When leaders stop working on themselves, they stop engaging in crucial connections that could help employees see them as trustworthy. Leaders willing to embrace lifelong learning are much more likely to become the best version of themselves and inspire others to do the same.
Why do so many leaders stop working on themselves? Most likely, it’s because, at some point in life, we think we know a little more than we do.
A few years back, I worked with a talented manager named Richard, who could tell you what great leaders do. He told me what he knew about leadership communication the first time we met. He thought he had good relationships with his teammates.
When we sat down to go over his survey results, he was devastated to learn he did not have good relationships. One of his teammates wrote:
“Richard doesn’t care about anything but the numbers.”
If you fail to make genuine connections with your team members, it doesn’t matter what you “know.”
Self-Development Helps in Crucial Moments
Not long ago, Interact Studio joined with the Harris Poll to conduct an online survey of 1,000 employed U.S. workers.
The survey revealed that most leaders are not engaging in crucial moments that could help employees see them as trustworthy. Specifically, recognizing employee accomplishments, giving clear directions, giving feedback, meeting in person, and showing interest in the well-being lives of others.
It’s reassuring that many leaders understand the importance of these crucial moments and the value of self-development. They stay on the leadership journey by going within and doing the hard work they expect from others.
Here are 5 benefits of self-development:
1. Self-awareness is a muscle.
If you never work out, your muscles begin to fail, and you will lose your edge. Leaders who endure are students of their leadership. Great leaders know that the better they understand themselves, the better they will understand the people they’re leading. Healthy communication requires the energy of connection — with inclusion, recognition, clear directions, meaningful interaction, and feedback as the company’s nerve center.
2. Strengths are key.
Great leaders see development as a critical process to harness their talents — motivating them and inspiring others to do the same. High-performance teams allow each member to do what they do best.
3. Overcoming blindspots takes two.
You may want to hire a coach to help you pinpoint blind spots. It is impossible to do the work effectively by yourself, and it’s time well spent. Your best work will come while managing blindspots of assumption, judgment, dominance, etc. Personal development is an ongoing process of constant learning.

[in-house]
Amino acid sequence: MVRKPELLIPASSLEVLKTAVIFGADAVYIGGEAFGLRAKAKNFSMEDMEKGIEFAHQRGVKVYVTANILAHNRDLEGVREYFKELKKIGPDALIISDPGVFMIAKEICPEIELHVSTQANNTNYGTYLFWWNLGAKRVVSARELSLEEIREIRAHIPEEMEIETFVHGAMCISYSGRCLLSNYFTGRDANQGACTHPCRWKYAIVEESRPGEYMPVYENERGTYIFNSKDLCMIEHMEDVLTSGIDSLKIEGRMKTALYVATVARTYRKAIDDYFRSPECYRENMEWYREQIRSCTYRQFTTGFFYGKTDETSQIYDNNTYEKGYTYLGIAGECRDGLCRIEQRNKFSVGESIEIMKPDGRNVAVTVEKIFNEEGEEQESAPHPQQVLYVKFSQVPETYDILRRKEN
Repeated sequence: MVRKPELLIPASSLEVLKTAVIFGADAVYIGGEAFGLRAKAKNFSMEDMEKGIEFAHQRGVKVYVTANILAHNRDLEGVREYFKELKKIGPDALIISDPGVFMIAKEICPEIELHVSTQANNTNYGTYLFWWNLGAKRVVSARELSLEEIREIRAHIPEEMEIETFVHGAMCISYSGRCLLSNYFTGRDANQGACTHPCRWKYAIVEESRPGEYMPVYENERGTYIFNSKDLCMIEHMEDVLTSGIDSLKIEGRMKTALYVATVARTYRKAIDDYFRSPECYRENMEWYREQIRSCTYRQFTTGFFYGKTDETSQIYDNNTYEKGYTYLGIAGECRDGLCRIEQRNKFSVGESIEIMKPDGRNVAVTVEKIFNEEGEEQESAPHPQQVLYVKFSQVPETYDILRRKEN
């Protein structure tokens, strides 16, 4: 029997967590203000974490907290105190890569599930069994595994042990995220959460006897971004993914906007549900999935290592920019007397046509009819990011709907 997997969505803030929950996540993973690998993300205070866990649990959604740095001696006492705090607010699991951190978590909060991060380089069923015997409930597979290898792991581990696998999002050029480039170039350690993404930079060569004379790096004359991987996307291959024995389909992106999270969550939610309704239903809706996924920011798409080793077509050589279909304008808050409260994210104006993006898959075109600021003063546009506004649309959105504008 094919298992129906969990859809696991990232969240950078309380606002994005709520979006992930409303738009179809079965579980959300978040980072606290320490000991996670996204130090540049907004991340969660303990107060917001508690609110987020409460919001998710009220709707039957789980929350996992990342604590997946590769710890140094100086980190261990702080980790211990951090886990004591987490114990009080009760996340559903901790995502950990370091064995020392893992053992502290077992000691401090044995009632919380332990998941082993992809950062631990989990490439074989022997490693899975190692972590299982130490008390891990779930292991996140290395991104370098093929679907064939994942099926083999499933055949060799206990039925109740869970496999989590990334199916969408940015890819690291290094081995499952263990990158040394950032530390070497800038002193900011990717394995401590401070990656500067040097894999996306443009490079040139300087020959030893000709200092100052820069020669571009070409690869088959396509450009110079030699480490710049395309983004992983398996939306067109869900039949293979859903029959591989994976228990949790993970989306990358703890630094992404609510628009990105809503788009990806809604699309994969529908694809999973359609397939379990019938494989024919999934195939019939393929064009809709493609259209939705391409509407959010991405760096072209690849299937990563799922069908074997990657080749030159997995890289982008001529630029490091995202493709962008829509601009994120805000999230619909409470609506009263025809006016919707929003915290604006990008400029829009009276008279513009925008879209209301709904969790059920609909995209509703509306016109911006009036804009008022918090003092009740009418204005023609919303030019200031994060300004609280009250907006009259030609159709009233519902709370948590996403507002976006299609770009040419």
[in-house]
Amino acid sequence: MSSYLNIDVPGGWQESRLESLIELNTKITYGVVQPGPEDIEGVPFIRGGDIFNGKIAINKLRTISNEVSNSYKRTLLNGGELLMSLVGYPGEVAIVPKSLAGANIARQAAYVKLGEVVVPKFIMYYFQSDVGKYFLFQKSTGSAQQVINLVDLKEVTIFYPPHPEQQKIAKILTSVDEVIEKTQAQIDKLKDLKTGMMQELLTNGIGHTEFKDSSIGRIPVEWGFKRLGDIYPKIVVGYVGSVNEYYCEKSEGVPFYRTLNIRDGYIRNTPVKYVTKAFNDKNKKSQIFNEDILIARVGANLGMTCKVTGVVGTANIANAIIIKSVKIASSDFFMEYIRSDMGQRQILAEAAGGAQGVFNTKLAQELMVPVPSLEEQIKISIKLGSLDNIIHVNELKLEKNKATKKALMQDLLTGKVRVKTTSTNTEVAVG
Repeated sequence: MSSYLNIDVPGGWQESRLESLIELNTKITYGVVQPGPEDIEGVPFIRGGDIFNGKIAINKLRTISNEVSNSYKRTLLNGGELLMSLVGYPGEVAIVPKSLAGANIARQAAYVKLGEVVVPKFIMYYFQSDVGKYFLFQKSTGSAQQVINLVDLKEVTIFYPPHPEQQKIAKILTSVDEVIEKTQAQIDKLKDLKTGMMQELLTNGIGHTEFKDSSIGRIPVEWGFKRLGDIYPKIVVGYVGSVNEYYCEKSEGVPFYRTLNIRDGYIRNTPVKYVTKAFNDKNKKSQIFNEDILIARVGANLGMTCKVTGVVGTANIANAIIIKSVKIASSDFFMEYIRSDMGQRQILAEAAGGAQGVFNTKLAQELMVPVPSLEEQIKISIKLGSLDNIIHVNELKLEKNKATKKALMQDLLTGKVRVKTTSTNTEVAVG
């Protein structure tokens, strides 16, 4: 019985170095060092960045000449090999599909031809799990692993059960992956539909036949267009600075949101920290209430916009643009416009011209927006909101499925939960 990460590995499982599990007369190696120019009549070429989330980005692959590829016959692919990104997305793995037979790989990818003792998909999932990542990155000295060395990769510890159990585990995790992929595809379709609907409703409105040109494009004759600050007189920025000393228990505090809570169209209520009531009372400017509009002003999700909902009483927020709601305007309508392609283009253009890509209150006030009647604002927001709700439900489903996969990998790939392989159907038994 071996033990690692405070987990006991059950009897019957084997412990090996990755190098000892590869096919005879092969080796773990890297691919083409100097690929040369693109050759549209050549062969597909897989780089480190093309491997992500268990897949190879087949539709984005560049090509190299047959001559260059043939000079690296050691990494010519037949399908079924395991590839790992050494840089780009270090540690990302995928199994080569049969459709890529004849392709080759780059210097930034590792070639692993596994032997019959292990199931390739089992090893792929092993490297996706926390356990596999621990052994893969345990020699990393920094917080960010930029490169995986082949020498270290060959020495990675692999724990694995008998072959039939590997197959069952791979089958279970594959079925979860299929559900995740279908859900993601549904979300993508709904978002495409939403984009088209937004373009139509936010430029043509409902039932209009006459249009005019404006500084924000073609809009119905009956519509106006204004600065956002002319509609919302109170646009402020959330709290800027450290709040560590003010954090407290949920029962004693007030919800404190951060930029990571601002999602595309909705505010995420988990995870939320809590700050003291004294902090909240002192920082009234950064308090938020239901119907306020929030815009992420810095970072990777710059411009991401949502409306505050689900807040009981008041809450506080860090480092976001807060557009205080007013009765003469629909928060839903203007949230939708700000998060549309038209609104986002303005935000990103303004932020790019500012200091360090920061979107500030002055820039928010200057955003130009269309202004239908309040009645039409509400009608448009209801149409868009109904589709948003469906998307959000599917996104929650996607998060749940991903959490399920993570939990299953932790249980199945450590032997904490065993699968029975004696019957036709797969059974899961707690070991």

4. Inspire others with a commitment to learning.
Help your people find their path of personal development by showing them your commitment to your own. Be the leader who sees endless possibilities in themselves and others.
5. Learn to stand in uncomfortable places.
Personal development can help you gain the confidence to confront risk. The way you handle conflict and crisis is a window into your leadership.
Once you decide there is nothing more for you to learn, you become finite and eventually brittle. You close yourself off from the best versions of yourself.
A Closer Look at the Research
If you’re the kind of boss who is too busy to make genuine connections with your direct reports, you might want to slow down. Our research shows that 91% of employees say communication issues can drag executives down.
In our survey, employees called out the kind of management offenses that point to a striking lack of emotional intelligence among business leaders, including being impersonal, indecisive, and unclear. In rank order, the following were the top communication issues people said were preventing business leaders from being effective:
All of the communication issues listed above have something in common. They are all an easy fix. If you are willing to embrace the process of lifelong learning and continue your self-development well into your career, you will see your communication skills continue to grow. Self-development creates strong communication which turns into strong leadership.
Many leaders understand the importance of moments of connection and the value of self-development. They stay on the leadership journey by going within and doing the hard work they expect from others. If you’re not one of them, you may miss the opportunity to be the best version of yourself and build a culture in which others can do the same. Either way, the impact shows up on the bottom line. Note: By the way, Richard took his 360 to heart and began the journey of self-development. Today he’s in his prime as a successful leader and still learning.
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